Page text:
Facebook and Apple Feud Over the Future of the Internet

It turns out Tim Cook blames Mark Zuckerberg for undermining democracy, too.

Last July, Facebook CEO Mark Zuckerberg, along with the heads of Google, Amazon, and Apple, spent a long day fielding heated questions from members of the House antitrust subcommittee. Did he realize at the time that the most immediate threat to his company’s business model would come not from Congress, but from one of the other executives at the hearing?

If he didn’t then, he does now. On Thursday morning, Apple CEO Tim Cook gave a speech explaining his company’s upcoming privacy changes, which will ban apps from sharing iPhone user behavior with third parties unless users give explicit consent. And he made plain that these new policies were designed at least in part with Facebook in mind. Speaking as part of a conference convened for International Data Privacy Day, Cook excoriated the social media business model, which is based on monitoring people’s behavior in order to target ads to them.

“The fact is that an interconnected ecosystem of companies and data brokers, of purveyors of fake news and peddlers of division, of trackers and hucksters just looking to make a quick buck, is more present in our lives than it has ever been,” he said. “Technology does not need vast troves of personal data, stitched together across dozens of websites and apps, in order to succeed.” Cook didn’t mention Facebook by name, but he didn’t need to. It was perfectly clear who he had in mind when he posed rhetorical questions like, “What are the consequences of seeing thousands of users join extremist groups, and then perpetuating an algorithm that recommends even more?” It sounded like something out of the documentary The Social Dilemma—in fact, Cook used that exact phrase at one point.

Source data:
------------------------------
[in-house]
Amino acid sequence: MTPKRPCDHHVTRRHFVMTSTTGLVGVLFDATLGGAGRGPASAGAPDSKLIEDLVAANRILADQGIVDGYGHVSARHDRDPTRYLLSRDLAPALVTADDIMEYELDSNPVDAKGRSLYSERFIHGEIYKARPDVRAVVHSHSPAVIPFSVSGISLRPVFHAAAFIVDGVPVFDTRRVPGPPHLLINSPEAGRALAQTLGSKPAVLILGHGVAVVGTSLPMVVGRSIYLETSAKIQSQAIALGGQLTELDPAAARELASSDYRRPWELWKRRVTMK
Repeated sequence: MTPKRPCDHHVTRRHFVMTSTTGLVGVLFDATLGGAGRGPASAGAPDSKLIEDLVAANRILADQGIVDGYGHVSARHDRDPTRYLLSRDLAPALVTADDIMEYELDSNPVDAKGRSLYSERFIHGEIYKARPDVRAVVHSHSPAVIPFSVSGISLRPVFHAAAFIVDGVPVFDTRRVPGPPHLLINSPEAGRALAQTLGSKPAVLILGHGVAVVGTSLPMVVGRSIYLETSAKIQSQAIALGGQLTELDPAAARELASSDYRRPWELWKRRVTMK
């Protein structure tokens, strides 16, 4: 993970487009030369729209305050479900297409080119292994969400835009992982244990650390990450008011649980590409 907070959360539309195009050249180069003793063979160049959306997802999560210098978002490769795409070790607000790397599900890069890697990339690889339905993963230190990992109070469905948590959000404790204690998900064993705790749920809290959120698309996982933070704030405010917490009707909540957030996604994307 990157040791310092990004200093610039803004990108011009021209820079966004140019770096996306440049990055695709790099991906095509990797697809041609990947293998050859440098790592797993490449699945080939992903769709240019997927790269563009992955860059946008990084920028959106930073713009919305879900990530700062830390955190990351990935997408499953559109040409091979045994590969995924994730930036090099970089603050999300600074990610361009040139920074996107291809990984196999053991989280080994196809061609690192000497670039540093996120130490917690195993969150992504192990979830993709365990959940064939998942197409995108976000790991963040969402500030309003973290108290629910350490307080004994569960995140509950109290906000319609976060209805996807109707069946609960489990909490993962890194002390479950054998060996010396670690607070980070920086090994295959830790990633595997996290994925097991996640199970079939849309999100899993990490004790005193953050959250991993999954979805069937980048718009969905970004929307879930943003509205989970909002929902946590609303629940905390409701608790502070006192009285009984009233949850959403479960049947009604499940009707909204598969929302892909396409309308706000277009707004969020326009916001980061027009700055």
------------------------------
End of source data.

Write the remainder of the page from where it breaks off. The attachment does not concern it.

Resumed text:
The two companies have traded barbs over privacy for years, with Cook remarking in 2018, “If our customer was our product, we could make a ton of money. We’ve elected not to do that.” But Thursday’s speech was more than mere corporate trash talk. Apple’s new App Tracking Transparency framework, which was first announced last summer, takes direct aim at any company that makes money by following users across the internet. Beginning sometime this spring, every iOS app that wants to “track” a user—that is, share their behavior and data with other apps, websites, or data brokers—has to first get their express permission. (There are small exceptions, like sharing data for fraud-prevention and security purposes.) Just about everyone expects the vast majority of users to opt out.

That would be bad news for Facebook. The company makes a lot of its money by providing what it calls “lookalike audiences.” Advertisers upload lists of their existing customers, and then Facebook generates a matching list of users who resemble those customers, based on demographic and behavioral data, and so are likely to respond to an ad. To do that effectively, it has to be able to tie a given user’s identity to everything they do across the web, using things like device identifiers and email addresses. It won’t be able to do that for iPhone users who opt out of tracking. As a result, advertisers will probably be less willing to pay. Some analysts have predicted that the immediate impact of the shift could reduce Facebook’s revenue by more than 10 percent.